appeared to be her family; there was the Grandmother and the girl's brother he
had met earlier that day. A woman whom he guessed was Sarah's mother stood by
the bed, gently pushing Sarah's thin hair off her forehead. And another woman
who he discovered later was Sarah's aunt, sat in a chair near the bed with
weary, sad look on her face. They were talking quietly, and Santa could sense
the warmth and closeness of the family, and their love and concern for Sarah.
Taking a deep breath, and forcing a smile on his
face, Santa entered the room, bellowing a hearty, "Ho, ho, ho!"
"Santa!" shrieked little Sarah weakly, as
she tried to escape her bed to run to him, IV tubes in tact. Santa rushed to
her side and gave her a warm hug. A child the tender age of his own son -- 9
years old -- gazed up at him with wonder and excitement. Her skin was pale and
her short tresses bore telltale bald patches from the effects of chemotherapy.
But all he saw when he looked at her was a pair of huge, blue eyes. His heart
melted, and he had to force himself to choke back tears. Though his eyes were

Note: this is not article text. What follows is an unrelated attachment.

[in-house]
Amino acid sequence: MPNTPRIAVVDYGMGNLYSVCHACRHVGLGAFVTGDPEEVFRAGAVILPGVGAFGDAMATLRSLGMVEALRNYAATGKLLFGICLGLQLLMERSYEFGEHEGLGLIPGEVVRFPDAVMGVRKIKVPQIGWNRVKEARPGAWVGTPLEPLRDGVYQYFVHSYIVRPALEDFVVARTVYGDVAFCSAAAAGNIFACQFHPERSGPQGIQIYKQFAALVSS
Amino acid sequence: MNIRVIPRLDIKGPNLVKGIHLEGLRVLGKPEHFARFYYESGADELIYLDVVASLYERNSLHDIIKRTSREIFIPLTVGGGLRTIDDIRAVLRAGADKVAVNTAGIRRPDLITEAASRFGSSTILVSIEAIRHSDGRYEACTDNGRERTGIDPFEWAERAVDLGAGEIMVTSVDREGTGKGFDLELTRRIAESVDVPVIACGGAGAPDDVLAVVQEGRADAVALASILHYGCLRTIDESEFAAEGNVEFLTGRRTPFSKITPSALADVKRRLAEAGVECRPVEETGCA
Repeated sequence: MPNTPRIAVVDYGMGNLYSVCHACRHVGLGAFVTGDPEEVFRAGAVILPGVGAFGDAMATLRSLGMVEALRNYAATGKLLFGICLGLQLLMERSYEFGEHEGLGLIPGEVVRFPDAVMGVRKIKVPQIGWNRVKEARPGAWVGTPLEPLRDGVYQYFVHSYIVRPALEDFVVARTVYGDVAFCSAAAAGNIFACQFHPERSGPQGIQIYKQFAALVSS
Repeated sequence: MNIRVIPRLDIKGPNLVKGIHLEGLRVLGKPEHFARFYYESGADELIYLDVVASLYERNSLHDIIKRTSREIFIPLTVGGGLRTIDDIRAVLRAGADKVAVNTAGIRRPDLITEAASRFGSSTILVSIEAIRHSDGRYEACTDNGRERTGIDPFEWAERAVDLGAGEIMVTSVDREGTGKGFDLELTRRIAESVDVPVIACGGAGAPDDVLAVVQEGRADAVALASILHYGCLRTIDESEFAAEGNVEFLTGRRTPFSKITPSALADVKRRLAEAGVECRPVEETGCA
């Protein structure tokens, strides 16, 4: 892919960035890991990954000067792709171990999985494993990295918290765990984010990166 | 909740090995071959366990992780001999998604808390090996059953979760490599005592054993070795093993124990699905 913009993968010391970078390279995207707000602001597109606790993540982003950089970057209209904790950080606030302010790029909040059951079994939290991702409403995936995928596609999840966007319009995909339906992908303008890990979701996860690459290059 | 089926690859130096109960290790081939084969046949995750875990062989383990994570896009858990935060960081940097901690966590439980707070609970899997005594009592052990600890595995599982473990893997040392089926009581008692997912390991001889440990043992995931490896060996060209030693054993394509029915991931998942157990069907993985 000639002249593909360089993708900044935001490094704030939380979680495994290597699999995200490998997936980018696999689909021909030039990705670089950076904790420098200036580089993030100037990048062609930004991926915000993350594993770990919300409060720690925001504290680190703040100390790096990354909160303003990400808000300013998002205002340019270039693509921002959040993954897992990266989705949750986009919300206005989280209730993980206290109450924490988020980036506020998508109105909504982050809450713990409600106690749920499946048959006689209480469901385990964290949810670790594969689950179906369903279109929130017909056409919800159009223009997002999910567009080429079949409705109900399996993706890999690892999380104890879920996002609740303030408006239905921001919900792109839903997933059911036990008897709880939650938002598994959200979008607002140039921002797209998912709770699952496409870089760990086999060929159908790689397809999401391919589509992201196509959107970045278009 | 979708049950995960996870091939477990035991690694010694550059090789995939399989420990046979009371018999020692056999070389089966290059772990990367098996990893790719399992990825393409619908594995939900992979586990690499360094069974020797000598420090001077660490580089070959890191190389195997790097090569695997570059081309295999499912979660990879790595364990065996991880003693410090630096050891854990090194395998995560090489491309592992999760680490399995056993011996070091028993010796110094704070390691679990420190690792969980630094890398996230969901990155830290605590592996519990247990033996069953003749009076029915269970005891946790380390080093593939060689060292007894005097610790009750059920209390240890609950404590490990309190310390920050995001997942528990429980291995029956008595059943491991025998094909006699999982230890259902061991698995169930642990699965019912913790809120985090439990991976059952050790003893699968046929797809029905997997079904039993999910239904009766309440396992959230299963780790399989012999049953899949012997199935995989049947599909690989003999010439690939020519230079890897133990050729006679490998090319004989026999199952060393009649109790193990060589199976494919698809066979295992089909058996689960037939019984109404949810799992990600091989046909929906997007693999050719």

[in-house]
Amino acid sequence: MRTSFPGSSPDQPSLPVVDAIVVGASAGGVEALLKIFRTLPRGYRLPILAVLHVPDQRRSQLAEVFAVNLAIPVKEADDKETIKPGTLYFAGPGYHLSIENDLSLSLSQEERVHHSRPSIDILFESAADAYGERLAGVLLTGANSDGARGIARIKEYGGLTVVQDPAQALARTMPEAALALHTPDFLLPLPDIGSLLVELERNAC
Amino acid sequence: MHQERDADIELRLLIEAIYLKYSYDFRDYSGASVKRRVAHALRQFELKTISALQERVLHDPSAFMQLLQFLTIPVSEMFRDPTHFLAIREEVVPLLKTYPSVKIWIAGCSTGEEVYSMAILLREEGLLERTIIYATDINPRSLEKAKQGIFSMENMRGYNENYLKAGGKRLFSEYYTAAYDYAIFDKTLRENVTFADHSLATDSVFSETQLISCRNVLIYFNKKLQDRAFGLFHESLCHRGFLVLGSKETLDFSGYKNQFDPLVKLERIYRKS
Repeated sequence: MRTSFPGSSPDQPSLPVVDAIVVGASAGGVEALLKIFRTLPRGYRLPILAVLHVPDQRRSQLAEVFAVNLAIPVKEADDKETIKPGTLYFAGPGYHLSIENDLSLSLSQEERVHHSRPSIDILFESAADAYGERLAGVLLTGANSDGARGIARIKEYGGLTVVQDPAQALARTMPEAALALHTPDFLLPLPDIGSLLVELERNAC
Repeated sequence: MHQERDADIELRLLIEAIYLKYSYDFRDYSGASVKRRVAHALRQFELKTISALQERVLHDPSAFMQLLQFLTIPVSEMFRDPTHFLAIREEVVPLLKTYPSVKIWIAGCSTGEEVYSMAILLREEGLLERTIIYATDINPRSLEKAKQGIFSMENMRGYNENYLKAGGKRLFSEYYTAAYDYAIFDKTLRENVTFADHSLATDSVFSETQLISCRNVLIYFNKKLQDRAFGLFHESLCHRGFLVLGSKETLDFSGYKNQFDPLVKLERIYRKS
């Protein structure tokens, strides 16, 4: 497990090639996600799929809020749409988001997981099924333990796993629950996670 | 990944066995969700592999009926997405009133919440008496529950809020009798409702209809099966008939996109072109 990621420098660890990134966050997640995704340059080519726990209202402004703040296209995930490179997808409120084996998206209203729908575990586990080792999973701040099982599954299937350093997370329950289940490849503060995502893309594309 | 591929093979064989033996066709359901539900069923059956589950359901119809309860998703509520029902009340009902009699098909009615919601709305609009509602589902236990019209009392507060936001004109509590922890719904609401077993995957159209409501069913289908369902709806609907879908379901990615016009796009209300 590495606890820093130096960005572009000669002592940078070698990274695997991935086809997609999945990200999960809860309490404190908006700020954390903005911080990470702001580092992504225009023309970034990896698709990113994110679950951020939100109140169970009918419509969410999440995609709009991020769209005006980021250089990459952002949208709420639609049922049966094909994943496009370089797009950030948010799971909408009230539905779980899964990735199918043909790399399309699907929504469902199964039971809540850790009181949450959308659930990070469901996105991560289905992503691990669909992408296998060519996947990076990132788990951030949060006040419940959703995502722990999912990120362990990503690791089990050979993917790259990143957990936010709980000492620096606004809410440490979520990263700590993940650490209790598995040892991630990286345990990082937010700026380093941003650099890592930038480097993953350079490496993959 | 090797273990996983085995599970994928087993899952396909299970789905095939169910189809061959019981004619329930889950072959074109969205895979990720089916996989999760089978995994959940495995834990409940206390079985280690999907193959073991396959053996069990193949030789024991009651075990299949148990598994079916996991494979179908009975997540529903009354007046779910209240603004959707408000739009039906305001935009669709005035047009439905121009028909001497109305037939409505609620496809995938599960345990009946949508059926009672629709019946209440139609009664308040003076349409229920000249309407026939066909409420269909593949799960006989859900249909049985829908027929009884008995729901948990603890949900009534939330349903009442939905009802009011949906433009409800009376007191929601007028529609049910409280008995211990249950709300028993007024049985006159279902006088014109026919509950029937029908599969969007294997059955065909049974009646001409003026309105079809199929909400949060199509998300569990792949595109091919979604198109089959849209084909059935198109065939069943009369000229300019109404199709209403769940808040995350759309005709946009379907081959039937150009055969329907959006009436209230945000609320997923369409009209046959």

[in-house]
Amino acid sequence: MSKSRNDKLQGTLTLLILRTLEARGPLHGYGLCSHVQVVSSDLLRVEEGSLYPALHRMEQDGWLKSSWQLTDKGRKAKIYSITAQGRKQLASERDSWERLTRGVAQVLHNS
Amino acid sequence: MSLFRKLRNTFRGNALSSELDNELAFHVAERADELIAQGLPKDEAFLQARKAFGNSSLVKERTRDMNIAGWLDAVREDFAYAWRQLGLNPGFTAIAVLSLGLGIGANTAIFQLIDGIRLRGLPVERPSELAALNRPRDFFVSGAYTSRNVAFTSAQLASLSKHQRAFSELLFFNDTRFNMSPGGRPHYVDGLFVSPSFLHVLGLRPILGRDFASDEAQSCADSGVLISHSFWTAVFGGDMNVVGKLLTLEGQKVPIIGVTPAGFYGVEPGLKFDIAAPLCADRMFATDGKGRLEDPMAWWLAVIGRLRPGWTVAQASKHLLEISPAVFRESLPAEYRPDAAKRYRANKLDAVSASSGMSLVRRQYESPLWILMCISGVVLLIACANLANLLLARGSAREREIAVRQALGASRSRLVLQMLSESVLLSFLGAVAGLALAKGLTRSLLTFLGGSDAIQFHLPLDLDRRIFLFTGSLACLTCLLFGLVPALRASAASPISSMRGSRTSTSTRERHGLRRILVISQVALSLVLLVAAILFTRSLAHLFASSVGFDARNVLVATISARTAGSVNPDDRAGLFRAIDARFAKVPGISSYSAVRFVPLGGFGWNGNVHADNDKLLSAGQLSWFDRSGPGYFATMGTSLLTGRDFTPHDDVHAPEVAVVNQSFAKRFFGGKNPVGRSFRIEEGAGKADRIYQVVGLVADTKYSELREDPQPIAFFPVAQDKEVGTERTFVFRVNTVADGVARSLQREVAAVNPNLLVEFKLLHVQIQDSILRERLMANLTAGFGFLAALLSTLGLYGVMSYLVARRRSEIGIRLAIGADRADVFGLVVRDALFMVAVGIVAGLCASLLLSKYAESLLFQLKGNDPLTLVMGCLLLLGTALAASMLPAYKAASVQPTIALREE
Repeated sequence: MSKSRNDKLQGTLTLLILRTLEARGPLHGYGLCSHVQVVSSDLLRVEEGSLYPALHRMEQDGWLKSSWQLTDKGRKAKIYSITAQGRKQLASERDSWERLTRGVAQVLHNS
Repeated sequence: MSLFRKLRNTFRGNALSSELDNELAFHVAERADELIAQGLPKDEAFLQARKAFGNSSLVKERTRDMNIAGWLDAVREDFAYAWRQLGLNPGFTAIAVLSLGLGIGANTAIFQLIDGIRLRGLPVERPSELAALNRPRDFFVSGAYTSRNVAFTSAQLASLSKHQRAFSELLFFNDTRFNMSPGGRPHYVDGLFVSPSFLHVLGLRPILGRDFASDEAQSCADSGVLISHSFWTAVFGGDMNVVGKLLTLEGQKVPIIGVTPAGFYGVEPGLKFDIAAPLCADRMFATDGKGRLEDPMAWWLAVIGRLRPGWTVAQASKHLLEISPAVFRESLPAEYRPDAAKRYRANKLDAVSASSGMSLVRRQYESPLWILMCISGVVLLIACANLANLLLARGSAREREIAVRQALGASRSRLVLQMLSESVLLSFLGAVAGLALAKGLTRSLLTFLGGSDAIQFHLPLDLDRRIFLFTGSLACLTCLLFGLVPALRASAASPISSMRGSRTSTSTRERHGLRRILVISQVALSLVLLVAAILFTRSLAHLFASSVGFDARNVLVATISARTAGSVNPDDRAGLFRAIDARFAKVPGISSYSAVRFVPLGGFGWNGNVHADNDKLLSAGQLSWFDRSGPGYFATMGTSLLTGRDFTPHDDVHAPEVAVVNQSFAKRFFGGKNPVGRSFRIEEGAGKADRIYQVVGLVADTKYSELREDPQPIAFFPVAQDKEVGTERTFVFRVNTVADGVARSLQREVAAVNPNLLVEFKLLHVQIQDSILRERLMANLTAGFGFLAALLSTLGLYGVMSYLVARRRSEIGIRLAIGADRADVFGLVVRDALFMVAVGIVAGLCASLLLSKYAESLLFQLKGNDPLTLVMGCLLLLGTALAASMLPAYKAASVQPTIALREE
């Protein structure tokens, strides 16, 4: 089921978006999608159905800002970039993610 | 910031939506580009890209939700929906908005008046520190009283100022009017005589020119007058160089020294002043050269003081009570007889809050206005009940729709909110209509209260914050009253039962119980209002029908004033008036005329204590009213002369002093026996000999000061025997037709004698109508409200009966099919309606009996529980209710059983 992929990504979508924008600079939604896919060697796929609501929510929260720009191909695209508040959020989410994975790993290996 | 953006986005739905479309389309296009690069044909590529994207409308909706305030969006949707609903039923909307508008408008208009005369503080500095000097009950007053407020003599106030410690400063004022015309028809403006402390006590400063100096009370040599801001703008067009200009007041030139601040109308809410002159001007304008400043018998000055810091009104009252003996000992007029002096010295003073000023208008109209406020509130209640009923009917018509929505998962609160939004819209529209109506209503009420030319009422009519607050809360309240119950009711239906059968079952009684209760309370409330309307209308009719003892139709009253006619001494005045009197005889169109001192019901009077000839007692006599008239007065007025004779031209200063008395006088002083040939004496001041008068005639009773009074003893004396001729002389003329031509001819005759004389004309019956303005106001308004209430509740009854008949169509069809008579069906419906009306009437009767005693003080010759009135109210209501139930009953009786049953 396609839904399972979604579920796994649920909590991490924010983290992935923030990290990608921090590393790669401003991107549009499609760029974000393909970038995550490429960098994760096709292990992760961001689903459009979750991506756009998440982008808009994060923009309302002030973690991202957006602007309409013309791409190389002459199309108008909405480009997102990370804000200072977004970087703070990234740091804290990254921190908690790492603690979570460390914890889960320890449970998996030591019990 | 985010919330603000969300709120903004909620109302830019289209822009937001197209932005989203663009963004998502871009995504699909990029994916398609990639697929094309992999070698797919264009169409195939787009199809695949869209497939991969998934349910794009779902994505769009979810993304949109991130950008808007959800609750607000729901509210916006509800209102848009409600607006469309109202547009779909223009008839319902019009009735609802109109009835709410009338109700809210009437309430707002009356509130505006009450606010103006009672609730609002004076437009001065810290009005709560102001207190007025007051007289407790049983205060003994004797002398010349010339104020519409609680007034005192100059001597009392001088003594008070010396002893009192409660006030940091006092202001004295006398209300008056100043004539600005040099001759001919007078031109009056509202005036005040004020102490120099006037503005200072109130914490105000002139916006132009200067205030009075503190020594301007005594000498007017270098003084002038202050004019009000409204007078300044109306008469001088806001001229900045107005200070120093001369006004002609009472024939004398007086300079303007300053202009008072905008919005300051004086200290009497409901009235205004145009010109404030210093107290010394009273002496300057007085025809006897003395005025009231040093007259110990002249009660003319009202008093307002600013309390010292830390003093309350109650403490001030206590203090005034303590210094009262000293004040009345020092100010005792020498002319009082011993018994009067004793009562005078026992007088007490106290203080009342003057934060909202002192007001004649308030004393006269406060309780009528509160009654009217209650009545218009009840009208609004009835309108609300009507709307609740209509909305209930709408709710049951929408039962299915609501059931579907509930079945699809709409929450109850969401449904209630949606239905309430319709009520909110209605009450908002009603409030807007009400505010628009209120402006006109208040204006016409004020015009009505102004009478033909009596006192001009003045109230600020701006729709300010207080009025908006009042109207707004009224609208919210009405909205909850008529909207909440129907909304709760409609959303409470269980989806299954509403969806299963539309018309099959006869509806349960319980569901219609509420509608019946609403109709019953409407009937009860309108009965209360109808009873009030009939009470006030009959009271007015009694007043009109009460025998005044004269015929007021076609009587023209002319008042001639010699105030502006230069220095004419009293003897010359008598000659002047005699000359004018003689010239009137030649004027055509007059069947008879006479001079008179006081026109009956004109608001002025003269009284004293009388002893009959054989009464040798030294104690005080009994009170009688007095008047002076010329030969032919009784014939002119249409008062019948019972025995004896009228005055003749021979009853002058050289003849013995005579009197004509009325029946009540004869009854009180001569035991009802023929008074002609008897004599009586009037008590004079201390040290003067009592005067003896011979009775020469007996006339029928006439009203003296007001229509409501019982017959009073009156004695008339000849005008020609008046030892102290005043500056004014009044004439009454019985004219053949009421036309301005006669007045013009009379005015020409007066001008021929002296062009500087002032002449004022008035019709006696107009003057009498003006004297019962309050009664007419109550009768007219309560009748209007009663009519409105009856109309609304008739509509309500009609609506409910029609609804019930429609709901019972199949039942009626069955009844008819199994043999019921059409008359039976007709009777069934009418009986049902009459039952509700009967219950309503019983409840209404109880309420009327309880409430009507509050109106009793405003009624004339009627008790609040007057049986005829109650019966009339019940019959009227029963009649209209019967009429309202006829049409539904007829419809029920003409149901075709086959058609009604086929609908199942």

riveted upon Sarah's face, he could hear the gasps and quiet sobbing of the
women in the room. As he and Sarah began talking, the family crept quietly to
one by one, squeezing Santa's shoulder or his hand gratefully, whispering
"thank you" as they gazed sincerely at him with shining eyes.
and Sarah talked and talked, and she told him excitedly all the toys she wanted
for Christmas, assuring him she'd been a very good girl that year. As their
time together dwindled, Santa felt led in his spirit to pray for Sarah, and
asked for permission from the girl's mother. She nodded in agreement and the
entire family circled around Sarah's bed, holding hands. Santa
looked intensely at Sarah and asked her if she believed in angels.
"Oh, yes, Santa ... I do!" she exclaimed.
“Well, I'm going to ask that angels watch over you,”
he said. Laying one hand on the child's head, Santa closed his eyes and prayed.
He asked that God touch little Sarah, and heal her body from this disease. He asked that
angels minister to her, watch and keep her. And when he finished praying, still
with eyes closed, he started singing softly, "Silent Night, Holy Night
.... all is calm, all is bright." The family joined in, still holding